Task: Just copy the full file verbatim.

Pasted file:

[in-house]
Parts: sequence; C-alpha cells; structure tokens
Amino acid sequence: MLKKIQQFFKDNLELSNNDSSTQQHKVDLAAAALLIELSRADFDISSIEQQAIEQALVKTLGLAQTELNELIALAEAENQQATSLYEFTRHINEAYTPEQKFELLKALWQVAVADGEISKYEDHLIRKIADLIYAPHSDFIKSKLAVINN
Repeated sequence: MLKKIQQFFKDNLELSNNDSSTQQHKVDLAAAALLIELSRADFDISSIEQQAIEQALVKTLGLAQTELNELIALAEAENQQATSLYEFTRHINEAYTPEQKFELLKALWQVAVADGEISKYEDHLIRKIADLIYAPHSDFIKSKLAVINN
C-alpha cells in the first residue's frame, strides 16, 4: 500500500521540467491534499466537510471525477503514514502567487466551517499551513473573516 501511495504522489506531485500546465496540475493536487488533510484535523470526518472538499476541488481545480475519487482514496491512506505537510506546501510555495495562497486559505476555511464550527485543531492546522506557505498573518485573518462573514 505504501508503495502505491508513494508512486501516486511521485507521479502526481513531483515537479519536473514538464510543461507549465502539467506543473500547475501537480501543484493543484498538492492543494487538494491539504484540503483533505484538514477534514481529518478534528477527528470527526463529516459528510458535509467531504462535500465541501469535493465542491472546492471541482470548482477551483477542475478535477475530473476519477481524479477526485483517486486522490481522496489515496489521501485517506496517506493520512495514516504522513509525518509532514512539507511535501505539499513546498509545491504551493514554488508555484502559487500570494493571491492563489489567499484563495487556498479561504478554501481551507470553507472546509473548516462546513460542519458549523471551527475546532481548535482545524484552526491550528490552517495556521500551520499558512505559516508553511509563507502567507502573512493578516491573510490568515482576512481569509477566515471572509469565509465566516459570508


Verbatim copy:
[in-house]
Parts: sequence; C-alpha cells; structure tokens
Amino acid sequence: MLKKIQQFFKDNLELSNNDSSTQQHKVDLAAAALLIELSRADFDISSIEQQAIEQALVKTLGLAQTELNELIALAEAENQQATSLYEFTRHINEAYTPEQKFELLKALWQVAVADGEISKYEDHLIRKIADLIYAPHSDFIKSKLAVINN
Repeated sequence: MLKKIQQFFKDNLELSNNDSSTQQHKVDLAAAALLIELSRADFDISSIEQQAIEQALVKTLGLAQTELNELIALAEAENQQATSLYEFTRHINEAYTPEQKFELLKALWQVAVADGEISKYEDHLIRKIADLIYAPHSDFIKSKLAVINN
C-alpha cells in the first residue's frame, strides 16, 4: 500500500521540467491534499466537510471525477503514514502567487466551517499551513473573516 501511495504522489506531485500546465496540475493536487488533510484535523470526518472538499476541488481545480475519487482514496491512506505537510506546501510555495495562497486559505476555511464550527485543531492546522506557505498573518485573518462573514 505504501508503495502505491508513494508512486501516486511521485507521479502526481513531483515537479519536473514538464510543461507549465502539467506543473500547475501537480501543484493543484498538492492543494487538494491539504484540503483533505484538514477534514481529518478534528477527528470527526463529516459528510458535509467531504462535500465541501469535493465542491472546492471541482470548482477551483477542475478535477475530473476519477481524479477526485483517486486522490481522496489515496489521501485517506496517506493520512495514516504522513509525518509532514512539507511535501505539499513546498509545491504551493514554488508555484502559487500570494493571491492563489489567499484563495487556498479561504478554501481551507470553507472546509473548516462546513460542519458549523471551527475546532481548535482545524484552526491550528490552517495556521500551520499558512505559516508553511509563507502567507502573512493578516491573510490568515482576512481569509477566515471572509469565509465566516459570508